We know that a function cannot have different y values for a single x value. However, that still leaves the question of whether different x values can lead to the same y value as output.

So, can a function have repeating y values? **A function can have repeating y values, and a single y value can repeat two or more times. In fact, a y value can repeat infinitely many times for a function. However, a function with repeating y values is not one-to-one, since it will fail the horizontal line test.**

Of course, there are lots of functions of both types: those that do not repeat y values (one-to-one functions), and those that do.

In this article, we’ll talk about both types of functions and give some examples of each.

Let’s get started.

## Can A Function Have Repeating Y Values?

A function can have repeating y values. This happens when two inputs (x values) lead to the same output (y value).

This does not violate the definition of a function, which is a relation where each input has only one output. A repeating y value means we have an output that has more than one corresponding input.

However, a function with repeating y values will not be one-to-one (it will fail the horizontal line test). As a result, such a function will not have an inverse.

Also remember that an x value cannot be repeated with different y values. Otherwise, we have a relation that is not a function.

It may help to review the “hierarchy” of relations, functions, and one-to-one functions and the key differences between them.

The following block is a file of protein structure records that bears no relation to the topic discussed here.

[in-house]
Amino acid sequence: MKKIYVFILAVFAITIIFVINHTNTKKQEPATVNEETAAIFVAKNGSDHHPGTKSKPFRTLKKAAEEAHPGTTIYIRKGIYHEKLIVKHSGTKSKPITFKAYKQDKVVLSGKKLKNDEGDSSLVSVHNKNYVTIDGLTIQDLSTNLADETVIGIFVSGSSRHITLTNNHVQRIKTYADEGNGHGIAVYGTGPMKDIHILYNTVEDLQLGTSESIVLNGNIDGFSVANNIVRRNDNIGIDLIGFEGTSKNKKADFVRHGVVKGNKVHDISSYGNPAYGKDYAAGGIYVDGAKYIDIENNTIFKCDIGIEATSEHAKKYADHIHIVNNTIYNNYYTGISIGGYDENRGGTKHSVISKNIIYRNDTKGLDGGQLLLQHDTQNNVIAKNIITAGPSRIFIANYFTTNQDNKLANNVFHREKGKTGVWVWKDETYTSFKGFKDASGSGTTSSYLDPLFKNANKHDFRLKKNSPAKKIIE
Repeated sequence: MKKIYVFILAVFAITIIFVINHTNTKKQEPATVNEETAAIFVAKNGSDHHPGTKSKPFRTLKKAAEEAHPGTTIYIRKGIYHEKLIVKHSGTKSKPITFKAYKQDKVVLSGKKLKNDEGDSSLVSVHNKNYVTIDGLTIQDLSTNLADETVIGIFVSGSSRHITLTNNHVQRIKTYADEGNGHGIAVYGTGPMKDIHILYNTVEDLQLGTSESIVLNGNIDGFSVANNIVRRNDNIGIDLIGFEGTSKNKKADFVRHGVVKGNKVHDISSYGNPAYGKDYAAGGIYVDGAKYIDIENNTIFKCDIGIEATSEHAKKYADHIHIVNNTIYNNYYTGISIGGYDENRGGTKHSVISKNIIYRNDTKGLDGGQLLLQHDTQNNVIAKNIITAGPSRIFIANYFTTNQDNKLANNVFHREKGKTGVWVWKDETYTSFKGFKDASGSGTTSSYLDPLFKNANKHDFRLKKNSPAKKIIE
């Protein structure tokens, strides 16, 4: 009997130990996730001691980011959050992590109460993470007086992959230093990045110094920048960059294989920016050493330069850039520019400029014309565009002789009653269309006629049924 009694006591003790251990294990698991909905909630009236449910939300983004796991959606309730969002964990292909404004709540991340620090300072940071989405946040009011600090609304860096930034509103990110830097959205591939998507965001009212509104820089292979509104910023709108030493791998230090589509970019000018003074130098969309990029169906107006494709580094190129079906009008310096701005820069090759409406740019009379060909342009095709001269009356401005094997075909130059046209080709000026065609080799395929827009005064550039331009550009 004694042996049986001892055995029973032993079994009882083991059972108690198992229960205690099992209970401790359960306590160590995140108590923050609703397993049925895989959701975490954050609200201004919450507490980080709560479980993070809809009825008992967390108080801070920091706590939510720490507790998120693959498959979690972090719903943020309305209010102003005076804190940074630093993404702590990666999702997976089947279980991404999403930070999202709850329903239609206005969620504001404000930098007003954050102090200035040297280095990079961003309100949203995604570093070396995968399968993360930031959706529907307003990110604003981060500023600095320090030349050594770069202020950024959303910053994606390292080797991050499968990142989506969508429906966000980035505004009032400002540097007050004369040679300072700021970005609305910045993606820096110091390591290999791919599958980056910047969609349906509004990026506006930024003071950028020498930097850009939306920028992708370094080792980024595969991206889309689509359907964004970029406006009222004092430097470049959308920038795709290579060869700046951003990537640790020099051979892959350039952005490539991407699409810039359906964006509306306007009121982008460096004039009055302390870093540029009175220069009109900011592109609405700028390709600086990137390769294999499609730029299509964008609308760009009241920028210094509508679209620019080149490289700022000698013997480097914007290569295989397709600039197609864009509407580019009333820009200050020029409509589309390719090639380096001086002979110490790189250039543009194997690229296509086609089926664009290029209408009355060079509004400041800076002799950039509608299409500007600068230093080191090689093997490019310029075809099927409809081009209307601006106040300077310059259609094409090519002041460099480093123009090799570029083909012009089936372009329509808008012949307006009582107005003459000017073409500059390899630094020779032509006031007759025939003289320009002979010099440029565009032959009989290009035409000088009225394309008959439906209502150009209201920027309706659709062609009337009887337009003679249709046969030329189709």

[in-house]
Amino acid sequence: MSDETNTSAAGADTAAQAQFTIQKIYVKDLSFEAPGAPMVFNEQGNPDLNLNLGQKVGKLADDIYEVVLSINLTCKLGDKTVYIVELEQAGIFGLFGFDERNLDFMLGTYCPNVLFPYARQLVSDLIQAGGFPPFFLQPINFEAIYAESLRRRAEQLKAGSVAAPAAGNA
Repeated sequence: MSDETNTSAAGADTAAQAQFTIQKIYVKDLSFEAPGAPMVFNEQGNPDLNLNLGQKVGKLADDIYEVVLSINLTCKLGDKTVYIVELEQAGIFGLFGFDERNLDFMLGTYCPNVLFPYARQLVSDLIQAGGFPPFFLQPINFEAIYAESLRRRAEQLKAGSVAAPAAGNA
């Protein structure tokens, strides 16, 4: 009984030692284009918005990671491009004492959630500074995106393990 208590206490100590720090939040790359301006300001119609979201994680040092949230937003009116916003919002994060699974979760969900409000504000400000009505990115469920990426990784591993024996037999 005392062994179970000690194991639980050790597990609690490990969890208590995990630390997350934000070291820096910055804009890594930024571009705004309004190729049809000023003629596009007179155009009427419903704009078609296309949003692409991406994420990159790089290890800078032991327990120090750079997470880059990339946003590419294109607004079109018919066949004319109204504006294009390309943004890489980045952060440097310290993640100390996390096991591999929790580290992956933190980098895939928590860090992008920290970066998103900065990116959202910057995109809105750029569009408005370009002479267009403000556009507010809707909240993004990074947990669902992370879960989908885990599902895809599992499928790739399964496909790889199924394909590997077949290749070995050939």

### Relation

A **relation** is a set of ordered pairs. A given input can have multiple outputs, meaning that a relation may or may not be a function.

For example, the set {(1, 2), (1, 3)} is not a function, since it has two outputs (2 and 3) for the input 1. (This set would fail the vertical line test, which tells us that it is not a function.)

A circle is a good example of a relation that is not a function. The vertical line through the center of a circle intersects the graph twice.

You can see a graph illustrating this below.

Note: a relation can have repeating y values.

### Function

A **function** is a relation where each input has only one output. Two or more different inputs can have the same output (repeating y values).

This means that a function may or may not be one-to-one. For example, the set {(1, 4), (3, 4)} is a function, since each input has only one output.

However, it is not one-to-one, since two different inputs (1 and 3) lead to the same output (4). (This set would pass the vertical line test, but it fails the horizontal line test, which tells us that it is not a one-to-one function).

A parabola is a good example of a function that is not one-to-one. We can find a horizontal line that passes through the parabola twice.

You can see a graph illustrating this below.

Note: a function can have repeating y values.

### One-To-One Function

A **one-to-one function** is a function where no two inputs have the same output. (This set would pass both the vertical line test and the horizontal line test).

A line that is neither horizontal nor vertical is a good example of a one-to-one function.